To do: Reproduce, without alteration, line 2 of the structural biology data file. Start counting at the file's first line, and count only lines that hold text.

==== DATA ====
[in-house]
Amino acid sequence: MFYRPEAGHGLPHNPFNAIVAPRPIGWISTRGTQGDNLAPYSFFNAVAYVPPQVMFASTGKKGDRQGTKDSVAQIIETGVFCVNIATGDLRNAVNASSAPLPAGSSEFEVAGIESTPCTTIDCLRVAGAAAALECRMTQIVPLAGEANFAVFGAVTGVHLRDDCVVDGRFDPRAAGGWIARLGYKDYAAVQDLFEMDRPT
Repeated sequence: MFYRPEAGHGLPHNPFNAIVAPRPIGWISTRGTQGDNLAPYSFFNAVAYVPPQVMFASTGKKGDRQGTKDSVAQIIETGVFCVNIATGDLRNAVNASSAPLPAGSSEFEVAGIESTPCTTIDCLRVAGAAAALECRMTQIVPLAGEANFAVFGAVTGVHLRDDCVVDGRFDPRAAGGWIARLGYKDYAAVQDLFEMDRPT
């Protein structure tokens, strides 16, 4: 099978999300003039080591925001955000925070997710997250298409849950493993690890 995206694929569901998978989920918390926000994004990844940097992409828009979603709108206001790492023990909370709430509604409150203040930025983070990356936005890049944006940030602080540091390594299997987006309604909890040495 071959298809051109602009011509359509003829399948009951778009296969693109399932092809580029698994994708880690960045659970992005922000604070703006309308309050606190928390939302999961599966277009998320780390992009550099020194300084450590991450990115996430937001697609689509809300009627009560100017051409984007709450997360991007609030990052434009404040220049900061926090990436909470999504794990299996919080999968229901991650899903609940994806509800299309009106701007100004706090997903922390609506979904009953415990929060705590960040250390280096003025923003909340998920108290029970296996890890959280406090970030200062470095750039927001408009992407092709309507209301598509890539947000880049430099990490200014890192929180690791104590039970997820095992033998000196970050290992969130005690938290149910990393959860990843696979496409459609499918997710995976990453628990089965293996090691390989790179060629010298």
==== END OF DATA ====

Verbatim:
Amino acid sequence: MFYRPEAGHGLPHNPFNAIVAPRPIGWISTRGTQGDNLAPYSFFNAVAYVPPQVMFASTGKKGDRQGTKDSVAQIIETGVFCVNIATGDLRNAVNASSAPLPAGSSEFEVAGIESTPCTTIDCLRVAGAAAALECRMTQIVPLAGEANFAVFGAVTGVHLRDDCVVDGRFDPRAAGGWIARLGYKDYAAVQDLFEMDRPT